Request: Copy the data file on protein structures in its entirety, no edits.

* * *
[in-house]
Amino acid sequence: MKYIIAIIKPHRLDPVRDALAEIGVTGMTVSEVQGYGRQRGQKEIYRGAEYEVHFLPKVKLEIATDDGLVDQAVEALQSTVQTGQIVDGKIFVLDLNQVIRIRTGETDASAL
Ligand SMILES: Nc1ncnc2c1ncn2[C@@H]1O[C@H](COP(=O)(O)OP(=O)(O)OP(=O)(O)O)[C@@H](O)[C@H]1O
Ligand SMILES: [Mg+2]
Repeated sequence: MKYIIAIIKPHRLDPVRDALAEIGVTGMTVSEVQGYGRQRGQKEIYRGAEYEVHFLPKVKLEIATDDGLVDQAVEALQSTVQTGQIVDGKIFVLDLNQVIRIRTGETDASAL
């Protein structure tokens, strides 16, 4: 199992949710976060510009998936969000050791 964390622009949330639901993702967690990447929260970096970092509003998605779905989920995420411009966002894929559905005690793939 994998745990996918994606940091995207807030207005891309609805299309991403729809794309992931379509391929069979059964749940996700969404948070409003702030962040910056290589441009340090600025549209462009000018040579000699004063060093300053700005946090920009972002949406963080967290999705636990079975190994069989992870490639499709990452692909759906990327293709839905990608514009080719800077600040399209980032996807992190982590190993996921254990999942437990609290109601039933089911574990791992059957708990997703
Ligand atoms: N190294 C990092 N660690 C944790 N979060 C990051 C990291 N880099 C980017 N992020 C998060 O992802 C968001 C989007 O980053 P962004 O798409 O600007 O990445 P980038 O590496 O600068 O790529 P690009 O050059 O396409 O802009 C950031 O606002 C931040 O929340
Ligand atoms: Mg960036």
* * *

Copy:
[in-house]
Amino acid sequence: MKYIIAIIKPHRLDPVRDALAEIGVTGMTVSEVQGYGRQRGQKEIYRGAEYEVHFLPKVKLEIATDDGLVDQAVEALQSTVQTGQIVDGKIFVLDLNQVIRIRTGETDASAL
Ligand SMILES: Nc1ncnc2c1ncn2[C@@H]1O[C@H](COP(=O)(O)OP(=O)(O)OP(=O)(O)O)[C@@H](O)[C@H]1O
Ligand SMILES: [Mg+2]
Repeated sequence: MKYIIAIIKPHRLDPVRDALAEIGVTGMTVSEVQGYGRQRGQKEIYRGAEYEVHFLPKVKLEIATDDGLVDQAVEALQSTVQTGQIVDGKIFVLDLNQVIRIRTGETDASAL
């Protein structure tokens, strides 16, 4: 199992949710976060510009998936969000050791 964390622009949330639901993702967690990447929260970096970092509003998605779905989920995420411009966002894929559905005690793939 994998745990996918994606940091995207807030207005891309609805299309991403729809794309992931379509391929069979059964749940996700969404948070409003702030962040910056290589441009340090600025549209462009000018040579000699004063060093300053700005946090920009972002949406963080967290999705636990079975190994069989992870490639499709990452692909759906990327293709839905990608514009080719800077600040399209980032996807992190982590190993996921254990999942437990609290109601039933089911574990791992059957708990997703
Ligand atoms: N190294 C990092 N660690 C944790 N979060 C990051 C990291 N880099 C980017 N992020 C998060 O992802 C968001 C989007 O980053 P962004 O798409 O600007 O990445 P980038 O590496 O600068 O790529 P690009 O050059 O396409 O802009 C950031 O606002 C931040 O929340
Ligand atoms: Mg960036």